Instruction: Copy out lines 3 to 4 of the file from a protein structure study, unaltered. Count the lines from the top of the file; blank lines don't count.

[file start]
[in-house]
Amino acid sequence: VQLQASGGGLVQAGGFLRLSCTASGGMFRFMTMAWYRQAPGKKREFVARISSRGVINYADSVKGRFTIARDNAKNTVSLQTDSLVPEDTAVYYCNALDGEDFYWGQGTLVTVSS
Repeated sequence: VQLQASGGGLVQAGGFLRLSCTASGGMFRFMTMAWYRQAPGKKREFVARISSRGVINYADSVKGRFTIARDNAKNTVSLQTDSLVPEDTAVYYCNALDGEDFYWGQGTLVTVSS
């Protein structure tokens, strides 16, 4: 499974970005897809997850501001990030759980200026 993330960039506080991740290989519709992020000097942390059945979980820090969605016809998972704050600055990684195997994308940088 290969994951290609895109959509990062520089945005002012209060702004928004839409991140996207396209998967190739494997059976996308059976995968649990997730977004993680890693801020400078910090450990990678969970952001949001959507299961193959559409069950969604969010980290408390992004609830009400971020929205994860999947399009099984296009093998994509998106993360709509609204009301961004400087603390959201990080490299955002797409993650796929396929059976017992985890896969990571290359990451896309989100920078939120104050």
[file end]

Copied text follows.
Repeated sequence: VQLQASGGGLVQAGGFLRLSCTASGGMFRFMTMAWYRQAPGKKREFVARISSRGVINYADSVKGRFTIARDNAKNTVSLQTDSLVPEDTAVYYCNALDGEDFYWGQGTLVTVSS
């Protein structure tokens, strides 16, 4: 499974970005897809997850501001990030759980200026 993330960039506080991740290989519709992020000097942390059945979980820090969605016809998972704050600055990684195997994308940088 290969994951290609895109959509990062520089945005002012209060702004928004839409991140996207396209998967190739494997059976996308059976995968649990997730977004993680890693801020400078910090450990990678969970952001949001959507299961193959559409069950969604969010980290408390992004609830009400971020929205994860999947399009099984296009093998994509998106993360709509609204009301961004400087603390959201990080490299955002797409993650796929396929059976017992985890896969990571290359990451896309989100920078939120104050």